Session chairs:Kevin Knight (Australia)Ian Davies (UK)Simon Webb (UK)
Session D discusses examples of scientific advice and required institutional structures for scientific advisory processes to support the development of regulations, standards and guidelines, e.g. to enhance sustainable use and/or conservation of marine areas.
National and international organizations and academia are actively pursuing ecosystem-based science that generates valuable knowledge to inform policymaking and marine planning. In addition, social sciences are also adding the human dimensions to such initiatives. Formalized advisory processes are used to assess ecosystem risks and impacts resulting from the pressures of human activities in the formulation of management and ecosystem objectives in the marine environment. In regulatory frameworks, however, the performance of the management system needs a better understanding of the effectiveness of the implemented technical measures and the factors that may undermine the effectiveness of such measures. Technical specifications and standards set the operational constraints and conditions under which a given measure is to perform effectively. Although those involved in regulatory frameworks are most often concerned with compliance, it is the conformity to technical specifications and standards that provides assurance that the implemented measure will perform effectively.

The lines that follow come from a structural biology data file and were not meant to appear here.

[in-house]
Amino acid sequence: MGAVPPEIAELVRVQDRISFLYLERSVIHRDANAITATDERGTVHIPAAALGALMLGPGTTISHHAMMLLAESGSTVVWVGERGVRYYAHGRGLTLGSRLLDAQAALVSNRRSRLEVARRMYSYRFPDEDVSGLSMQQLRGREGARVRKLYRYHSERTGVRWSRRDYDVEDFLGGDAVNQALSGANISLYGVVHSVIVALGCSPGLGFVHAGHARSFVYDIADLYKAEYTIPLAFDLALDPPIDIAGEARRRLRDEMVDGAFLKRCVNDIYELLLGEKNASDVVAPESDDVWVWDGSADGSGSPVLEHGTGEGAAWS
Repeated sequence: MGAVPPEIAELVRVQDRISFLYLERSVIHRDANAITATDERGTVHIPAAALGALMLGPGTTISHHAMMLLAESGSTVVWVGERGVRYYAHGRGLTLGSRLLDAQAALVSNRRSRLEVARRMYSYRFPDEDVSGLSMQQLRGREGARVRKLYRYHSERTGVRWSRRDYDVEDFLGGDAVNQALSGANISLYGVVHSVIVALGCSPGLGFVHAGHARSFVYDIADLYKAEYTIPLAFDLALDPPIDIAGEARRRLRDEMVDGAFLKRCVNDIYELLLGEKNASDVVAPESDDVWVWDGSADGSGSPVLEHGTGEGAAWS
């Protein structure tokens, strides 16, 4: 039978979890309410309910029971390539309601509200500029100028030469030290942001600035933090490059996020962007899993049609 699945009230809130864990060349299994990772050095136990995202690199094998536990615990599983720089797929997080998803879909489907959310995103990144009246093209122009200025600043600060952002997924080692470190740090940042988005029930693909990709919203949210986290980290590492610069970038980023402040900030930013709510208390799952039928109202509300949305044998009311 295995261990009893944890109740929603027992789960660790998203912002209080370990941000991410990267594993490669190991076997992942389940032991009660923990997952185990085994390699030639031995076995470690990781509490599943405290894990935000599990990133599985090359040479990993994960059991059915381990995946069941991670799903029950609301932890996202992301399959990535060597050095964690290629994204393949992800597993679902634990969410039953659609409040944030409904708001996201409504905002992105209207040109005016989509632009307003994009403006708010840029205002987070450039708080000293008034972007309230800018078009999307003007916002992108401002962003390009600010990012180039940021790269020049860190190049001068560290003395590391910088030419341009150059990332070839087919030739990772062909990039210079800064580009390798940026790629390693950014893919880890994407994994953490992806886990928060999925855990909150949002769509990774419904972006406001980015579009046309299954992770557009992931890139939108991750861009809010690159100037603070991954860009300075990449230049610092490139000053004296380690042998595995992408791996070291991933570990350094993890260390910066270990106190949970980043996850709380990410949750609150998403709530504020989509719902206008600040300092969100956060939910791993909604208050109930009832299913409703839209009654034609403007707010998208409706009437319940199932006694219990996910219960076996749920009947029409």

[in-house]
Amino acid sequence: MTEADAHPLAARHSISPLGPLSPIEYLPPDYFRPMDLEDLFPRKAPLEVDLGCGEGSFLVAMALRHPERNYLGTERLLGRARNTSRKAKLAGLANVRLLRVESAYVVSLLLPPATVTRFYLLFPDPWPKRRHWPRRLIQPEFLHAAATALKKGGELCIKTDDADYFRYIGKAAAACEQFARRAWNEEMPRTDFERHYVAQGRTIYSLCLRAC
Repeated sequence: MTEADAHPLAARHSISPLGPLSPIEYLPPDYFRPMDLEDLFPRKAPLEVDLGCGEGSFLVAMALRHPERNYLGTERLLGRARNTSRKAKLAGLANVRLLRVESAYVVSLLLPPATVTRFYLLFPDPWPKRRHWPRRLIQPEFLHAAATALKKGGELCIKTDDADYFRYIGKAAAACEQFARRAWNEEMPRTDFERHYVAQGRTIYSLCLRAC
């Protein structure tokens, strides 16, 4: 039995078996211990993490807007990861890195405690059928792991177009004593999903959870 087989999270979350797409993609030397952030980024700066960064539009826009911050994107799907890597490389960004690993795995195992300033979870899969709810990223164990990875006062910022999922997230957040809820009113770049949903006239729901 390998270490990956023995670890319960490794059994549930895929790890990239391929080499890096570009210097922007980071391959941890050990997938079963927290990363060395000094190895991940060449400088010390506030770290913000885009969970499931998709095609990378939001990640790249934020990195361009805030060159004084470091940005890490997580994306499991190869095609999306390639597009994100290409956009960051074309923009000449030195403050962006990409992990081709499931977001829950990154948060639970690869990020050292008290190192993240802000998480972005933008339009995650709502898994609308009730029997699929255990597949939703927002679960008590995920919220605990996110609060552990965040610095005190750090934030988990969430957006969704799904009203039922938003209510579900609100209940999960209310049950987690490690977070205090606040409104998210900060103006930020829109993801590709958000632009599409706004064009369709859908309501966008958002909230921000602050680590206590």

Questions considered in this session:
Do we currently have the science and technical research to underpin the development of regulations, standards and guidelines?
What type of technical and engineering expertise would be needed for such technical advisory processes?
What national or international institutional structure would be needed to provide such advice and ensure the independence of such advice?